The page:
Increased support for traineeships
In our report ‘The Impact of Covid-19 on Education’ we highlighted that the economic impact has been, and will continue to be, felt disproportionately by those under 24. High-quality support for our young people could help to turn the tide towards economic recovery and we welcome the government’s announcement of an additional £126 million for 16-24 year old traineeships. However, to avoid a similar four month delay between announcement and project launch which we witnessed after last summer’s ‘plan for jobs’ traineeship announcement we need to see government’s ambition matched with pace and sensible implementation.
Supporting SMEs to upskill
As we look to the future, the impacts of Brexit, the necessity of a greener economy and the onset of a fourth industrial revolution will bring a range of new megatrends such as increasing automation, digital technology, artificial intelligence and big data all of which will require new skills to be developed across the labour market. In our Skills Shortages summary report, we draw together the key messages on skills shortages and future skills that will be needed across the UK.
The new “Help to Grow” scheme aims to provide a management and digital programme to upskill 30,000 SMEs over three years. This is a welcome initiative, but we will need to see greater detail and would advocate for a range of local actors (including local colleges, local employers, and bodies such as Skills Advisory Panels, Local Enterprise Partnerships and Mayoral Combined Authorities) to build organic, collaborative partnerships in order to identify these skills needs locally.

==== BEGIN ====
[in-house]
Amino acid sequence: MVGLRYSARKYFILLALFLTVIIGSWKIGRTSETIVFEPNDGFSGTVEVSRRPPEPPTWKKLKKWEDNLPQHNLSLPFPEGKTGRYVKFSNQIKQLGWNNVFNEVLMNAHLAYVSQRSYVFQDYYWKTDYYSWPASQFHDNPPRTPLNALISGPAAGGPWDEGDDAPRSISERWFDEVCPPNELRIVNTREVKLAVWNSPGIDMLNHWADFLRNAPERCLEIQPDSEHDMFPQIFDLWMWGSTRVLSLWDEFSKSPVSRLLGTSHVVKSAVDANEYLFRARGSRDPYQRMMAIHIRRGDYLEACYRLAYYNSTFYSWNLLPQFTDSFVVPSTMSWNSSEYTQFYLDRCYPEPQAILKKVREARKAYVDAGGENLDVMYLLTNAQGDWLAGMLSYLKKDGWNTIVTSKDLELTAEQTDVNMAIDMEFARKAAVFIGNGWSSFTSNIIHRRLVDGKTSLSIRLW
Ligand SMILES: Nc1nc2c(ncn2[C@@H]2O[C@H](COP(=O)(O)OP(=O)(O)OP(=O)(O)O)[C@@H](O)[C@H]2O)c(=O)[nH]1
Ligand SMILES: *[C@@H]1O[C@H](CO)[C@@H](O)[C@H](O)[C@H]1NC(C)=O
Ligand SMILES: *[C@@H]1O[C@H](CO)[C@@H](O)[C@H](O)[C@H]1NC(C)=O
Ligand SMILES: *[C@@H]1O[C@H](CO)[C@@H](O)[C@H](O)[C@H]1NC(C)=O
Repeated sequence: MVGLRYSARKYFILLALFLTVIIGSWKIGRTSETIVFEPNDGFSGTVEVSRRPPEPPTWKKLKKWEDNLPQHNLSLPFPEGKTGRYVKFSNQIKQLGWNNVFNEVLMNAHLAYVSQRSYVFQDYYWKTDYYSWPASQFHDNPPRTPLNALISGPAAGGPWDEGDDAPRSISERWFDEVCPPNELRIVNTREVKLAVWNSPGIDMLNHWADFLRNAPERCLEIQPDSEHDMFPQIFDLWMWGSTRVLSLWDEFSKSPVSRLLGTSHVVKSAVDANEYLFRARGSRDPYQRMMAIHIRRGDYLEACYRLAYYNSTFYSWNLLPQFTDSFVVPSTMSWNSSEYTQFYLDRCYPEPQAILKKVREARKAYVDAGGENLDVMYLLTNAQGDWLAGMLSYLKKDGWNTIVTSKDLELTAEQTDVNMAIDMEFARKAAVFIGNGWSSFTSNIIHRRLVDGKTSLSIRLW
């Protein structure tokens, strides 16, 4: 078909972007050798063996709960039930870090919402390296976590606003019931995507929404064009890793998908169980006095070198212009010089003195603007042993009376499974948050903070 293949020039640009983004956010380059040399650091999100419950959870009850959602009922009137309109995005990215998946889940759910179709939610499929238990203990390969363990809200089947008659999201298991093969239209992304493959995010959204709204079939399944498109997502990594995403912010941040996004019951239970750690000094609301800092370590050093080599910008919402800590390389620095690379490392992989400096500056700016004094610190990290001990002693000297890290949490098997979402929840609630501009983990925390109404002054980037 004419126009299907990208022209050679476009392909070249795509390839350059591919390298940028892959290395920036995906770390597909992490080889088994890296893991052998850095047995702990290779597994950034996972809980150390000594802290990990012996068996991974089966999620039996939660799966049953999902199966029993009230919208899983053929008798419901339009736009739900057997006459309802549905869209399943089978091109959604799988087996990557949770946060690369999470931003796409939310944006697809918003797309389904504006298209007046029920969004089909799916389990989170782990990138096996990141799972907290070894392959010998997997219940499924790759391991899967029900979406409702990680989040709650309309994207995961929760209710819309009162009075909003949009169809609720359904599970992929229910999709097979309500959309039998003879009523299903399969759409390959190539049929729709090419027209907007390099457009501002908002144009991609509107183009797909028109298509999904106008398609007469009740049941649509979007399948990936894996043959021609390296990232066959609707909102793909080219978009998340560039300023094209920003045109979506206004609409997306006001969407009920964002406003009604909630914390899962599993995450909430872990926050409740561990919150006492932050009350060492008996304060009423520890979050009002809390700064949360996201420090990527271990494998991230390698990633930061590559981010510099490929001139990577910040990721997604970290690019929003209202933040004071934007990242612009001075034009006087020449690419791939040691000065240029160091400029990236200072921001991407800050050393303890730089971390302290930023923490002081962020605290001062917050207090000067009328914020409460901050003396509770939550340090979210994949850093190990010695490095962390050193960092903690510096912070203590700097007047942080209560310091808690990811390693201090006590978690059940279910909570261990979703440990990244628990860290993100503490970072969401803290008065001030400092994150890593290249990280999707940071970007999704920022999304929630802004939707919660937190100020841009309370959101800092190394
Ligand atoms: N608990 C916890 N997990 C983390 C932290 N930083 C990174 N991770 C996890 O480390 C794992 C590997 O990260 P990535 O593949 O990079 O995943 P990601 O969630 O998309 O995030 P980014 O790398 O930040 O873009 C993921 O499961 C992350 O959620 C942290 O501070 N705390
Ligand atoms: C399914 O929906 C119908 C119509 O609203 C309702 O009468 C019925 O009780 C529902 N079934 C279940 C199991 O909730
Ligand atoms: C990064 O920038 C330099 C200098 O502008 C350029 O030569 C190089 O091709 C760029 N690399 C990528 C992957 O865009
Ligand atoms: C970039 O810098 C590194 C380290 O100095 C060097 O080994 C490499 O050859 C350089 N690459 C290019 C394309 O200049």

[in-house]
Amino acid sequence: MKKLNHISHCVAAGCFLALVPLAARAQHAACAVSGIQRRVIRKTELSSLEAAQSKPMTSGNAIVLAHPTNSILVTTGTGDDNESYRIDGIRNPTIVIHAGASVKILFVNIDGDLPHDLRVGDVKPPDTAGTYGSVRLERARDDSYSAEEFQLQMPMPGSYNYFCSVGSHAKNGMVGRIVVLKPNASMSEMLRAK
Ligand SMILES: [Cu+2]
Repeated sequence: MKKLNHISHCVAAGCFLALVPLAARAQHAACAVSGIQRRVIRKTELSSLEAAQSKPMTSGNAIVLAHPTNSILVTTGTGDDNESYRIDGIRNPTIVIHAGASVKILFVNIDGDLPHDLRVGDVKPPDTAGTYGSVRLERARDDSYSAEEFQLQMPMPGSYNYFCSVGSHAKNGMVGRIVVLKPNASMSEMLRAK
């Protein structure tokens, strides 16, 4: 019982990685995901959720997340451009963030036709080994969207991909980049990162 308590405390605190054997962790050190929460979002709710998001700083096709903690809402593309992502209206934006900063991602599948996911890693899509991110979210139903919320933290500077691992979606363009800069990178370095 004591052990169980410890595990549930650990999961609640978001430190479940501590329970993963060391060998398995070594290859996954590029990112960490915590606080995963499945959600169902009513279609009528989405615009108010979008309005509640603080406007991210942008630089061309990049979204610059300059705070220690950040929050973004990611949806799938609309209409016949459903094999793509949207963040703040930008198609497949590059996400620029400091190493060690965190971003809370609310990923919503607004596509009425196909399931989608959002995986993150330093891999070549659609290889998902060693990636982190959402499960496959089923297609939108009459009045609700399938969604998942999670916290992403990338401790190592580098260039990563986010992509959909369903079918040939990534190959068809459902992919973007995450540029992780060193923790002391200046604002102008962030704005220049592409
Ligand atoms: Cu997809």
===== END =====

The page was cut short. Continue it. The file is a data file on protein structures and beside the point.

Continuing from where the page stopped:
But we also needed to see more specific measures to prepare our workforce for the skills needed in a green economy. This transition needs to be embedded at the heart of any upskilling agenda to ensure that workers are given adequate information about green jobs and the opportunities to reskill and upskill in preparation for a greener economy.
Greater long-term support particularly for FE students and apprentices
Given the unprecedented impact that the pandemic has had on young people’s learning, we were disappointed to see a lack of long term strategic support for the education and skills sector. Despite the £700 million that was announced last week on top of the £1 billion education catch-up package announced last year, there was little in the way of longer-term support over the length of this Parliament.
The narrative here about ‘catch up’ and ‘lost learning’ is not helpful to young people’s development or mental health. Instead, we want to see more rounded support after this very difficult period for their broader development and in particular additional support for students in the Further Education sector and apprenticeships, who have been particularly hard hit with many being furloughed or losing their jobs. Given the hands on, practical nature often required across technical subjects, the government must and should do more to protect these learners.
 Summary from Learning and Work Institute in Edge__SSB-8_web-1c.pdf - page 2